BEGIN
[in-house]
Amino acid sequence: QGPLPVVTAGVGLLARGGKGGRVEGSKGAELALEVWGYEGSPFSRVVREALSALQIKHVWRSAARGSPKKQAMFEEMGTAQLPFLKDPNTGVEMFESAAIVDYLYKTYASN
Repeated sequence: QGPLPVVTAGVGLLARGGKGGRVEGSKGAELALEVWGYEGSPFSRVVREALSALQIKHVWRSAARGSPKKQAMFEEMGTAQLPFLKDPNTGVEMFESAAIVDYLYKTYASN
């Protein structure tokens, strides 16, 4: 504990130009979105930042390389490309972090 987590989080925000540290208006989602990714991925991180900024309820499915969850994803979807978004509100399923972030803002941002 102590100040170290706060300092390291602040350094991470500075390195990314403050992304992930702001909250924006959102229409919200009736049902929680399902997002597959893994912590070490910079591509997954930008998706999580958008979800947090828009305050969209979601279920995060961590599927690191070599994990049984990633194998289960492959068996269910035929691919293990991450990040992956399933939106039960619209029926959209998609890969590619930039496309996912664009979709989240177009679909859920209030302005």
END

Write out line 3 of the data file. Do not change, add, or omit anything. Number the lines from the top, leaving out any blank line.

Repeated sequence: QGPLPVVTAGVGLLARGGKGGRVEGSKGAELALEVWGYEGSPFSRVVREALSALQIKHVWRSAARGSPKKQAMFEEMGTAQLPFLKDPNTGVEMFESAAIVDYLYKTYASN